BioShock Infinite: Burial at Sea - Episode 1 needs more Humphrey Bogart
So, I generally like to start these things off with a personal anecdote of some sort to set the mood. In fact, I reviewed the first piece of BioShock Infinite DLC, “Clash in the Clouds,” and I began by talking about some of the stupid things I spent my money on as a teenager.
But this time around, Irrational is sort of forcing my hand. See, I have to open with a big fat disclaimer about how this review is going to spoil an important piece of one of the greatest video game endings of this year. The “Burial at Sea – Episode 1” DLC is so steeped in the mythos set up by Infinite’s fantastic ending that it would be near impossible to not bring up at least one or two of the plot points.
So this is your last warning. I’m about to spoil the hell out of BioShock Infinite’s ending. If you’re not cool with that, go read this thing I wrote about DuckTales instead. It’s really good, I promise.
Okay, for those of you who remain – who I assume have either already finished BioShock Infinite proper or just don’t give a crap about spoilers – here we go.
So remember how Elizabeth mentioned that there were an infinite amount of alternate worlds, and how we – the players – get to explore a few of the different alternatives throughout the story of Infinite? Well, “Burial at Sea – Episode 1” lets us see another of those, in which we’re returned to the original BioShock’s Rapture before its glorious fall. In medias res, if you will.
The story begins with Booker awakening to a knock at the door, after which a beautiful woman walks in a makes a request. It’s very Maltese Falcon-ish, though with noticeably less Humphrey Bogart.
The woman, of course, is the lovely Elizabeth (is it just me, or is she looking especially gorgeous here?) The same Elizabeth from Infinite or an alternate one from an alternate Columbia? Well, that’s sort of a trick question, isn’t it? (And I would argue that the answer to that question is “both” while thumbing my nose at all of you.)
Like Infinite proper, there is a fairly long stretch without combat of any sort, and this is actually quite welcome. You’ll spend your time traipsing about the shops and corridors of Rapture, taking in the scenery and listening to various conversations by residents. Seeing the underwater environment and its denizens as they were before the events of the original BioShock is fascinating.
It’s incredibly self-referential, too. Take for instance the Big Daddy making repairs outside the window or the posters for the music of Sander Cohen (who you’ll actually meet not much later). Those who, for whatever stupid reason, skipped the original BioShock are going to get a lot less mileage out of this tidbit of gameplay than those of us who have been obsessing over it for years. Fair enough, I suppose, since this is a BioShock game after all.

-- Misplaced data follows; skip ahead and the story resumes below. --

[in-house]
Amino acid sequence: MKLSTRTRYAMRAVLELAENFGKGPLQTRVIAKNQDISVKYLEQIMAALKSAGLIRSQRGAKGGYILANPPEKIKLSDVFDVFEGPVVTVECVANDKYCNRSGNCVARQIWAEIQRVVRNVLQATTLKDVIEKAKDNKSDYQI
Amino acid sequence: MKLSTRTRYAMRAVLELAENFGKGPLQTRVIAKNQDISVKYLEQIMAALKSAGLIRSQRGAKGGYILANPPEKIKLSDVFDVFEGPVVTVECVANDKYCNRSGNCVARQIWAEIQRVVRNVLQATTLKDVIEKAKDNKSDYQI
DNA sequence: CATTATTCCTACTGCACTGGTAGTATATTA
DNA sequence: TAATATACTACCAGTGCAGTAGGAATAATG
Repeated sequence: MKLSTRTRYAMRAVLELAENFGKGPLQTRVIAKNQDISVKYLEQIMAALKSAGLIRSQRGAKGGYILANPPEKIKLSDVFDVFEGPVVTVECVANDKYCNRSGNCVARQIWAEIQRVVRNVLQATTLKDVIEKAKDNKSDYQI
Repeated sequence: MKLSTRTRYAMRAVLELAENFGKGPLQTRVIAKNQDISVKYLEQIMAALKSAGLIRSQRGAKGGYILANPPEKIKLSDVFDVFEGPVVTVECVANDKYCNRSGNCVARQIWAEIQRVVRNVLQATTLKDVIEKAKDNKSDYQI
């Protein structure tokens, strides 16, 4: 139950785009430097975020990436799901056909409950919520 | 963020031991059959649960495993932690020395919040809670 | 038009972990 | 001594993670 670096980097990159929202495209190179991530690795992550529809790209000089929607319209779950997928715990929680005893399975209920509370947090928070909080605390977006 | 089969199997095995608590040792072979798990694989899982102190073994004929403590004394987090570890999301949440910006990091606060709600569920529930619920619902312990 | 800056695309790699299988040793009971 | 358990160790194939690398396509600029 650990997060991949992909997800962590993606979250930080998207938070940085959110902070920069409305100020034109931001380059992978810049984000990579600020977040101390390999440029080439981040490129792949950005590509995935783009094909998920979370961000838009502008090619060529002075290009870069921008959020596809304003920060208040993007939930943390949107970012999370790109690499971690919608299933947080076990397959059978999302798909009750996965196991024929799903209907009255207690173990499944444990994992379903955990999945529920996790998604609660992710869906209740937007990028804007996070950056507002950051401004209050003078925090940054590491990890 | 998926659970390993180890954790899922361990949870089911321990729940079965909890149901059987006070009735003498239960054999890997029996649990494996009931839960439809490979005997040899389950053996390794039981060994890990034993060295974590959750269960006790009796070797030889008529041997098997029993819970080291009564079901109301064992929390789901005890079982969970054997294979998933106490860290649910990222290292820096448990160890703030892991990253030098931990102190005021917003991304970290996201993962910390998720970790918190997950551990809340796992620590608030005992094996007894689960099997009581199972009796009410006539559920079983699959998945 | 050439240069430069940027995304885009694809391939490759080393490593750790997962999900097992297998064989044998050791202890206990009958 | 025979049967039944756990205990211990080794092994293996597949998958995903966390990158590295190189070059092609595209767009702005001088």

After this, though, the story descends into the sort of twisted madness you’ve come to expect from the folks at Irrational. It’s dark, disturbing, and laced with political and philosophical irony (though none of the latter is all that new if you’ve played the other BioShock games).
The audio design here is top-notch. The pieces of old showtunes and period advertisements for plasmids ring true, and the little details, like the ominous cries of whales in the background, are brilliant. This is truly Rapture as it once was.
And that, more than anything else, is the selling point of this chunk of digital merchandise. After all, Rapture is one of the bleakest and most fascinating locales in recent gaming history – hell, in gaming history period – so it only makes sense that all of gamedom should welcome a return to such a setting with wide open arms.
But it appears we’re not so open and loving after all; GameZone’s own Matt Liebl recently pointed out that the DLC is getting mixed reviews. My personal opinion? “Burial at Sea” is great, and I see nothing wrong with it other than the fact that it’s painfully short (two-ish hours?) and doesn’t do anything to further the discussion on gaming as a form of media or art or anything like BioShock and BioShock Infinite have both arguably done. But, if you ask me, it doesn’t need to.
Will this smaller story set in Rapture incite discussions over things like ludonarrative dissonance or how out of place the overly violent protagonist has gotten as video game storytelling evolves? I doubt it. It will, however, return you to Rapture and reference the events of Infinite, reminding you for a couple hours how damn awesome both of those things are. And for me, that's worth the price of admission.